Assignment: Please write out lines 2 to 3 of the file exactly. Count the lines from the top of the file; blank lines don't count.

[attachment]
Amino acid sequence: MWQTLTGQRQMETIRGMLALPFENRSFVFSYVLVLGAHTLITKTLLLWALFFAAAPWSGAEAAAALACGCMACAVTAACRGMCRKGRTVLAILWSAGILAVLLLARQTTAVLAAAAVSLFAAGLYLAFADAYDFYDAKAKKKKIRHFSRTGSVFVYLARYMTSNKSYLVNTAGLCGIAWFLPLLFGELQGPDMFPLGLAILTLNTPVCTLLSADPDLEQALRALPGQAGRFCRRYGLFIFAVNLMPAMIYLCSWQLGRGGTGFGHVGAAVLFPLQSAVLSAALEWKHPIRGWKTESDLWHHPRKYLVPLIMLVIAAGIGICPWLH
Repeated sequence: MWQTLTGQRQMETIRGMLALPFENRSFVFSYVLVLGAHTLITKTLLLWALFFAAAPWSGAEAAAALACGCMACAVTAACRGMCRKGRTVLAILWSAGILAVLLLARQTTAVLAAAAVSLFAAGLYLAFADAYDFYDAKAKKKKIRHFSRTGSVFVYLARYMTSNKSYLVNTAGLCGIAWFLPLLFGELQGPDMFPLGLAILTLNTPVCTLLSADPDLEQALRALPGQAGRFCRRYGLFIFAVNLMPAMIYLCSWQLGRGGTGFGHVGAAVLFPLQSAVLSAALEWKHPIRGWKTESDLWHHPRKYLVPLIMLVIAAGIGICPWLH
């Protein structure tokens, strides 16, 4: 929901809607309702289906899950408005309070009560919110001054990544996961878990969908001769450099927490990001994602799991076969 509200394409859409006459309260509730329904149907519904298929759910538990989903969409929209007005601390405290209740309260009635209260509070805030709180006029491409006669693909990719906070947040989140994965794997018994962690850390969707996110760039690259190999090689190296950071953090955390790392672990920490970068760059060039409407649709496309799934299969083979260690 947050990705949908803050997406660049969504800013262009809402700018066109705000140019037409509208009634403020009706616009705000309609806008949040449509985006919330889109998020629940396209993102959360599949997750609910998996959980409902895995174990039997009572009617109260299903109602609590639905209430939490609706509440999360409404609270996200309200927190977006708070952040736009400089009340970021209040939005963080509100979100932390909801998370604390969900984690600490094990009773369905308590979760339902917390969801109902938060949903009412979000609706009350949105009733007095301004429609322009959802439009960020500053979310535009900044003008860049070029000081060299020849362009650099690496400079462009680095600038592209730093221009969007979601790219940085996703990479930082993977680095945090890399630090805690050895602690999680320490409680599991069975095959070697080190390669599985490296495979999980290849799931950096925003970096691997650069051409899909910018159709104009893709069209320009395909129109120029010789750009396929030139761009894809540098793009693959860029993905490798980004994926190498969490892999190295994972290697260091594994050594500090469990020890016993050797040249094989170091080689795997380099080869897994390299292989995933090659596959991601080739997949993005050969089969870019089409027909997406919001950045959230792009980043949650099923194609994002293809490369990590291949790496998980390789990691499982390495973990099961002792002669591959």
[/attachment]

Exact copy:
Repeated sequence: MWQTLTGQRQMETIRGMLALPFENRSFVFSYVLVLGAHTLITKTLLLWALFFAAAPWSGAEAAAALACGCMACAVTAACRGMCRKGRTVLAILWSAGILAVLLLARQTTAVLAAAAVSLFAAGLYLAFADAYDFYDAKAKKKKIRHFSRTGSVFVYLARYMTSNKSYLVNTAGLCGIAWFLPLLFGELQGPDMFPLGLAILTLNTPVCTLLSADPDLEQALRALPGQAGRFCRRYGLFIFAVNLMPAMIYLCSWQLGRGGTGFGHVGAAVLFPLQSAVLSAALEWKHPIRGWKTESDLWHHPRKYLVPLIMLVIAAGIGICPWLH
């Protein structure tokens, strides 16, 4: 929901809607309702289906899950408005309070009560919110001054990544996961878990969908001769450099927490990001994602799991076969 509200394409859409006459309260509730329904149907519904298929759910538990989903969409929209007005601390405290209740309260009635209260509070805030709180006029491409006669693909990719906070947040989140994965794997018994962690850390969707996110760039690259190999090689190296950071953090955390790392672990920490970068760059060039409407649709496309799934299969083979260690 947050990705949908803050997406660049969504800013262009809402700018066109705000140019037409509208009634403020009706616009705000309609806008949040449509985006919330889109998020629940396209993102959360599949997750609910998996959980409902895995174990039997009572009617109260299903109602609590639905209430939490609706509440999360409404609270996200309200927190977006708070952040736009400089009340970021209040939005963080509100979100932390909801998370604390969900984690600490094990009773369905308590979760339902917390969801109902938060949903009412979000609706009350949105009733007095301004429609322009959802439009960020500053979310535009900044003008860049070029000081060299020849362009650099690496400079462009680095600038592209730093221009969007979601790219940085996703990479930082993977680095945090890399630090805690050895602690999680320490409680599991069975095959070697080190390669599985490296495979999980290849799931950096925003970096691997650069051409899909910018159709104009893709069209320009395909129109120029010789750009396929030139761009894809540098793009693959860029993905490798980004994926190498969490892999190295994972290697260091594994050594500090469990020890016993050797040249094989170091080689795997380099080869897994390299292989995933090659596959991601080739997949993005050969089969870019089409027909997406919001950045959230792009980043949650099923194609994002293809490369990590291949790496998980390789990691499982390495973990099961002792002669591959």